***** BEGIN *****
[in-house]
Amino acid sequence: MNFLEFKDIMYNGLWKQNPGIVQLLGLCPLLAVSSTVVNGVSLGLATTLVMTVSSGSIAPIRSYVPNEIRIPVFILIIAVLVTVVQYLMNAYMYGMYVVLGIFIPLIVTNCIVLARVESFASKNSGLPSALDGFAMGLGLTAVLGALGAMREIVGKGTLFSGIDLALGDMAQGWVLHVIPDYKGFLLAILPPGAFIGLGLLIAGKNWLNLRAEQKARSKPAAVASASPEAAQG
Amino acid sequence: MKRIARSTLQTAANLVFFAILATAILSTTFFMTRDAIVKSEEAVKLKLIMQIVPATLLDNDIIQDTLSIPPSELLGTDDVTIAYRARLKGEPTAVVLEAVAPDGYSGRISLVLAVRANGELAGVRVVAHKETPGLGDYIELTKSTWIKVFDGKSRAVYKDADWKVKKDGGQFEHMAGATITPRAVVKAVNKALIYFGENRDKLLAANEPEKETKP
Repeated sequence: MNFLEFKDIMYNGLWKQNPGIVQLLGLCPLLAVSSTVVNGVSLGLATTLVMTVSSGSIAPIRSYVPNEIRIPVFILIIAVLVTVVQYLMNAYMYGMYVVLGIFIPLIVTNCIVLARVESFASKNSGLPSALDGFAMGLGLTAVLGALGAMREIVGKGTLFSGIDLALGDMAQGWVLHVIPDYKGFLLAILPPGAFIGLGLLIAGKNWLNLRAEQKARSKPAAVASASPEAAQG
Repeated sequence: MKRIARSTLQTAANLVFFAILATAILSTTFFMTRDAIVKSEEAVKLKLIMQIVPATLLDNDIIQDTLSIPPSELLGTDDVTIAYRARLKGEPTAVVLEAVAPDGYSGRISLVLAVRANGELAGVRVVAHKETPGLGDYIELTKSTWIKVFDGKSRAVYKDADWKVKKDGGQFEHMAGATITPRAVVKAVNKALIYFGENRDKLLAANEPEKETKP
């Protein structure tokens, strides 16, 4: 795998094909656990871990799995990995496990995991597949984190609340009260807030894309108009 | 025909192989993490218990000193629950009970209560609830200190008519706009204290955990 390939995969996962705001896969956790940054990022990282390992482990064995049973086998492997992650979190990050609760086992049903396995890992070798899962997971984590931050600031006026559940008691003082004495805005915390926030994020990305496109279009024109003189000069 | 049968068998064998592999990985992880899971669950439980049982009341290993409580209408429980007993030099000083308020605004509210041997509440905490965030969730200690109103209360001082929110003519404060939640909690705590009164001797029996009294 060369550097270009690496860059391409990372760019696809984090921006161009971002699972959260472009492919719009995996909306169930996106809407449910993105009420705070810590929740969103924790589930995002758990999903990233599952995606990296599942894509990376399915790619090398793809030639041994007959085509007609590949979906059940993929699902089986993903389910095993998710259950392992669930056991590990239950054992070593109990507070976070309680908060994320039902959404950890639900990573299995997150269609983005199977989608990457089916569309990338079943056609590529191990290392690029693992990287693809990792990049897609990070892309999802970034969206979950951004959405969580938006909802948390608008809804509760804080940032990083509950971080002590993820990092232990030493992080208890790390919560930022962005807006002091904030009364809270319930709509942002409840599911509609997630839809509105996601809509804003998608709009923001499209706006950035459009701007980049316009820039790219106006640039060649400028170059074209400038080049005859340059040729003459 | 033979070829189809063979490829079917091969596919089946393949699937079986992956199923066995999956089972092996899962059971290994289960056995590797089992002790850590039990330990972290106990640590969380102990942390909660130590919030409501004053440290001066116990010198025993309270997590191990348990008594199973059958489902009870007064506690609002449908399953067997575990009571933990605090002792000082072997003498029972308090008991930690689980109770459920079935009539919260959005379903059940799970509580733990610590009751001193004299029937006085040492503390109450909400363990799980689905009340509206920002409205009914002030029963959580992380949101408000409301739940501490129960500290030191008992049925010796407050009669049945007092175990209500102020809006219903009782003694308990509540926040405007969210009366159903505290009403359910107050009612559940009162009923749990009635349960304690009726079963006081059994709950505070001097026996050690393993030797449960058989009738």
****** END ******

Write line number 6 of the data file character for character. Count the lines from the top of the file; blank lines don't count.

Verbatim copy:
């Protein structure tokens, strides 16, 4: 795998094909656990871990799995990995496990995991597949984190609340009260807030894309108009 | 025909192989993490218990000193629950009970209560609830200190008519706009204290955990 390939995969996962705001896969956790940054990022990282390992482990064995049973086998492997992650979190990050609760086992049903396995890992070798899962997971984590931050600031006026559940008691003082004495805005915390926030994020990305496109279009024109003189000069 | 049968068998064998592999990985992880899971669950439980049982009341290993409580209408429980007993030099000083308020605004509210041997509440905490965030969730200690109103209360001082929110003519404060939640909690705590009164001797029996009294 060369550097270009690496860059391409990372760019696809984090921006161009971002699972959260472009492919719009995996909306169930996106809407449910993105009420705070810590929740969103924790589930995002758990999903990233599952995606990296599942894509990376399915790619090398793809030639041994007959085509007609590949979906059940993929699902089986993903389910095993998710259950392992669930056991590990239950054992070593109990507070976070309680908060994320039902959404950890639900990573299995997150269609983005199977989608990457089916569309990338079943056609590529191990290392690029693992990287693809990792990049897609990070892309999802970034969206979950951004959405969580938006909802948390608008809804509760804080940032990083509950971080002590993820990092232990030493992080208890790390919560930022962005807006002091904030009364809270319930709509942002409840599911509609997630839809509105996601809509804003998608709009923001499209706006950035459009701007980049316009820039790219106006640039060649400028170059074209400038080049005859340059040729003459 | 033979070829189809063979490829079917091969596919089946393949699937079986992956199923066995999956089972092996899962059971290994289960056995590797089992002790850590039990330990972290106990640590969380102990942390909660130590919030409501004053440290001066116990010198025993309270997590191990348990008594199973059958489902009870007064506690609002449908399953067997575990009571933990605090002792000082072997003498029972308090008991930690689980109770459920079935009539919260959005379903059940799970509580733990610590009751001193004299029937006085040492503390109450909400363990799980689905009340509206920002409205009914002030029963959580992380949101408000409301739940501490129960500290030191008992049925010796407050009669049945007092175990209500102020809006219903009782003694308990509540926040405007969210009366159903505290009403359910107050009612559940009162009923749990009635349960304690009726079963006081059994709950505070001097026996050690393993030797449960058989009738």